The Swahili language (Kiswahili) is enjoying renewed popularity well beyond Africa. Yet, until two centuries ago, it was spoken by a small number of people and it was confined to a tine coastal strip. Oral sources place the birth of the Swahili language before the X century A.D. There are early inscriptions in Swahili written with Arabic letters dated to the XI century. The first extensive texts written in Swahili are a series of letters composed in Kilwa in 1711, and today kept in Goa. The epic poem Utendi wa Tambuka was written in 1728 and it is beacon of the sophistication reached by Swahili poets. To many, Swahili is a mix of African languages and Arabic. This is, of course, an oversimplification with no base in history.
Swahili is a Bantu language on its own right. Like other languages in this group, it is characterized by a class system: all words belong to a class which, in turn, determines the prefixes, infixes and suffixes added to words to form coherent sentences. The structure is complicated, but extremely regular. It originated on the coastal strip of what today is Kenya. The similarities with Giriama and other Mjikenda languages testify to a common origin.
Through the centuries, Swahili has been open to loan words from other languages. This is why today it has a vocabulary larger than any other African language. The major source of loan words is Arabic. Certainly, a number of Arabic words entered Swahili through the centuries both because of contacts with traders and because of the use of the Kuran, since Islam soon became the religion of reference of most Swahili. Yet, the majority of the words now in use were absorbed after 1832, when Seyyid Said bin Sultan established full residence in Zanzibar. From Arabic, Swahili took technical words, astronomic and mathematical terms, and words expressing abstract ideas. More loan words came from Portuguese, German and English. The ability to receive loan words allows Swahili a flexibility escaping other African languages: the works of Shakespeare have been translated in Swahili, and the language is used to teach all courses at the University of Dar es Salaam.
Swahili started spreading towards the interior only in the XIX century. Traders, especially slave and ivory traders, based in East Africa moved inland following established routes to reach the Great Lakes Region. Swahili became the language of trade along these routes. Some traders established political control on vast swathes of land in what is today Eastern and Southern Congo, and Swahili became the lingua franca there.
When the Germans took control of Tanganyika, they sought to establish a class system to distance themselves from the local population. Swahili was chosen as a buffer language between their own culture and African ethnic groups over whom they were exercising dominion. The Germans believed that authority was best exercised by keeping status and cultural distance, and so they did not wish colonial subjects to attain proficiency in the ruler’s language. Swahili was chosen because it did not belong to any specific ethnic group and it was already understood by some outside the coastal strip. Swahili so became the national language of Tanzania, a language that unifies and defines Tanzanians.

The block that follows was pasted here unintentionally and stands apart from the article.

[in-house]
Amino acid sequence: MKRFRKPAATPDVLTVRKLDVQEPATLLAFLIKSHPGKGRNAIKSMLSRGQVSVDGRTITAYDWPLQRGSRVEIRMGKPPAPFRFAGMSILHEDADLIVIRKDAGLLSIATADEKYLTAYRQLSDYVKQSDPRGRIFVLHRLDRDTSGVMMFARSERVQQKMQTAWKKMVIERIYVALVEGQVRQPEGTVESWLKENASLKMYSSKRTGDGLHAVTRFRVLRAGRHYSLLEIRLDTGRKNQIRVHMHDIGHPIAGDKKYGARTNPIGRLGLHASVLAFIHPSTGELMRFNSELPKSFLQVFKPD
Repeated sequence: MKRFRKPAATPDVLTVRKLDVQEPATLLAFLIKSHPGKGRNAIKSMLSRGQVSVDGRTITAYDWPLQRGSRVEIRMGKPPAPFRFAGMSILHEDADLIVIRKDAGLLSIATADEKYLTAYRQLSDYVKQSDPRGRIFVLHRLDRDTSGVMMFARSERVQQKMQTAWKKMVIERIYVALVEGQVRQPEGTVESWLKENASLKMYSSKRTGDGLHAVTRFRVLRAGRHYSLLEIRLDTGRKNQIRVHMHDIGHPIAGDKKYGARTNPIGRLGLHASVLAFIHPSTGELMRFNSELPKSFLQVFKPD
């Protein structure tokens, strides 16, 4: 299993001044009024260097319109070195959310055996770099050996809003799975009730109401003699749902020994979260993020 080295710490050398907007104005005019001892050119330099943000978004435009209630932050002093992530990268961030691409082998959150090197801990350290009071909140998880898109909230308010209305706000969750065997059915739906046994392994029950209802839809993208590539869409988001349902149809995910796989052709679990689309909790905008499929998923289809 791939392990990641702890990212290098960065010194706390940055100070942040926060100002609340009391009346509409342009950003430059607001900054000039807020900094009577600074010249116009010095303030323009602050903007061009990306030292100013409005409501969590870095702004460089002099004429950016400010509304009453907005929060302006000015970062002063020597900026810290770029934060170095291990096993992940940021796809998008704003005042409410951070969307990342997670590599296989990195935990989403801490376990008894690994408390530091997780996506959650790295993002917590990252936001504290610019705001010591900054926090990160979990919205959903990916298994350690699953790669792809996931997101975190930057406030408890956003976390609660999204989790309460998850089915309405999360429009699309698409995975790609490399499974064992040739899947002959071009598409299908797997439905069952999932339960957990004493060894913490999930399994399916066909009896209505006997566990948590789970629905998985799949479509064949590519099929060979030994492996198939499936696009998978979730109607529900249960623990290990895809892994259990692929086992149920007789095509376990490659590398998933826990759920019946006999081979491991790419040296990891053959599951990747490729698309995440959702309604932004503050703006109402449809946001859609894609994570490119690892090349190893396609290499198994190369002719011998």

The British approach was somehow different. On the one hand, they expected people to be proficient in English; on the other hand, they did not encourage domestic workers to address them in English. However, they did promote the use of the language in schools and, to a certain extent, in public administration. This dichotomy is still felt in Kenya where English is preferred in official business, while Swahili is widely spoken in everyday’s activities.
Today Swahili is spoken on a wide area in Eastern and Central Africa, and it is understood in places far afield like Botswana and Zambia. Perhaps, as many as 130 million people use it with diverse levels of fluency. Swahili is also the language of African diaspora, and an official language of the African Union. In recent years, Swahili has gained international recognition thanks to its use in Linux based software and its presence in the art world – in songs, theatres, movies and television programs. The well-celebrated Disney movie, The Lion King features several Swahili words, for example simba (lion), rafiki (friend), as the names of the characters. The Swahili phrase “hakuna matata” (No problems) has been used in various movies.
Language is not the only vehicle of culture. More should be said of arts, dress, behaviour, rituals. Regarding music, Taarab and Bango music are two genres that embody Swahili culture. Both are performed by large orchestras using African, Arab, Indian and Western instruments. Taarab is the oldest style and no Swahili feast would take place without a life performance. Bango emerged in the early 1950s when Joseph Ngala, building on traditional Swahili music, popularized it. Bango fuses Portuguese, Arabic, taarab and traditional Bantu music. Some bands were also influenced by soukouss and other West African styles.